Tom Cruise hangs off things and rides motorbikes in the latest chapter of his entertaining spy caper
Mission: Impossible – Rogue Nation (12a)
Directed by: Christopher McQuarrie
Starring: Tom Cruise, Simon Pegg, Jeremy Renner, Rebecca Ferguson, Alec Baldwin ***
Now that we’ve reached the fifth film in the Mission: Impossible franchise, a few things are becoming apparent: the even-numbered movies are rubbish; Ethan Hunt’s less annoying with shorter hair; the plots are pretty much interchangeable with the Bond films, and Tom Cruise prides himself on being able to hang-off things that go a) really fast b) really high or c) really fast and really high.
He demonstrates option ‘c’ In the opening moments of Mission: Impossible – Rogue Nation by hanging from the side of a cargo plane as it heads skyward. The sequence itself is the culmination of a MacGuffin-chasing opener designed to reintroduce us to the Impossible Mission Force (basically Cruise’s Ethan Hunt, Jeremy Renner’s Brant, Ving Rhames’s Luther and Simon Pegg’s tech-savvy Benji – his comic sidekick status mercifully toned down to a bearable level). Really, though, it’s a mission statement in its own right, there to make good on all the promises of “real stunts” that seem to have become this franchise’s raison d’être.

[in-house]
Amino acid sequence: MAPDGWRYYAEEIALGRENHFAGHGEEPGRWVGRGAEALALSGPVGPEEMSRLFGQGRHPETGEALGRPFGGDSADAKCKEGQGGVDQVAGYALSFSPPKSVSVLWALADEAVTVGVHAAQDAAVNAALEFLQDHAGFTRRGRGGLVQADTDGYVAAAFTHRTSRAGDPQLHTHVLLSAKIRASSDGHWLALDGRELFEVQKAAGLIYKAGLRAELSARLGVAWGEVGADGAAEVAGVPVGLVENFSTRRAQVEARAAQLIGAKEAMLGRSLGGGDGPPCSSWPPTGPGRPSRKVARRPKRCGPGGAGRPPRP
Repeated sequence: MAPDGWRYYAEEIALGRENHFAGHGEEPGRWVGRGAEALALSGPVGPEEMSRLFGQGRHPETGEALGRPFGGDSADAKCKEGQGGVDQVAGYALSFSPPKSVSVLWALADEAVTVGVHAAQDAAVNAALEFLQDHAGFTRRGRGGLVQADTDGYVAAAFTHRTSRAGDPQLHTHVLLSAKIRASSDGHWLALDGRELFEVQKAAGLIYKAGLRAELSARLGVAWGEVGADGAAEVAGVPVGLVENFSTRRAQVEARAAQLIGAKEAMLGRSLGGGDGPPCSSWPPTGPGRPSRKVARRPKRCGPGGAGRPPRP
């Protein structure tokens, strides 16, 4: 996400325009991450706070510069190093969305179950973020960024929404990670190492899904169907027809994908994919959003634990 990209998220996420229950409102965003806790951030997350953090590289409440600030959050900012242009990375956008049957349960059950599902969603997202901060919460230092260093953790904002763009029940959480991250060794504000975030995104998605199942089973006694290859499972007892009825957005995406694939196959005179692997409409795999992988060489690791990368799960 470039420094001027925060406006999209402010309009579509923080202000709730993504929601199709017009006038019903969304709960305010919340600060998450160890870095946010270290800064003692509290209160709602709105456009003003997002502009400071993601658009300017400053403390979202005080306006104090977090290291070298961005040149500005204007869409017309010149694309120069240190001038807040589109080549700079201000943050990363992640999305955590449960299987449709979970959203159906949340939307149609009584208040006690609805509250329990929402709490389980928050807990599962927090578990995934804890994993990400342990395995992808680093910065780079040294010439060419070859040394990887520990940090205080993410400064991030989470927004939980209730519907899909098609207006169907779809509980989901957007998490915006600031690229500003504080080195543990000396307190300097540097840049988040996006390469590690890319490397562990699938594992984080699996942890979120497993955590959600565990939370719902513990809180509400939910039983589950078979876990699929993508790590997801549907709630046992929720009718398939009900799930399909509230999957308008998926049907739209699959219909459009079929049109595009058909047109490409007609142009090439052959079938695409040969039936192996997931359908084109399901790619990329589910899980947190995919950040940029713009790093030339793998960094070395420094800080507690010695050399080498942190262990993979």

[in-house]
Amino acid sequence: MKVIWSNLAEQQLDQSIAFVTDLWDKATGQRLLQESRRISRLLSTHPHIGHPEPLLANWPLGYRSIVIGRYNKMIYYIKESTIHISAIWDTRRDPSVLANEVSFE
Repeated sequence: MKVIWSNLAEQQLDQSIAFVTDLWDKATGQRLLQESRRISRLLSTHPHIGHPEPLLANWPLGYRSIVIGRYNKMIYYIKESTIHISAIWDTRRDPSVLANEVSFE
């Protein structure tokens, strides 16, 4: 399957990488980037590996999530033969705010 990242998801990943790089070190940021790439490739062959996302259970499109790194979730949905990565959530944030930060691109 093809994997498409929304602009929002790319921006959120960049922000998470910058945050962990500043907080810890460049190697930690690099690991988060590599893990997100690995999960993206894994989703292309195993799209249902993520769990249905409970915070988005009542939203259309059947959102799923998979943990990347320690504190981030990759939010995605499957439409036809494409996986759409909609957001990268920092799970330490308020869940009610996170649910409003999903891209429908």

On the plus side, this particular stunt does get the film off to a thrilling start, with Cruise – face distorted by G-force, ground disappearing beneath his feet – melding the old-school thrill of a non-CGI set-piece with our contemporary demand for life-risking authenticity. Ironically, the approach – which is repeated throughout, most notably during a demented car chase that morphs into a hell-for-leather motorbike chase – also grounds the film in a very necessary way, the realism of the set-pieces offsetting the ridiculousness of the story designed to support them.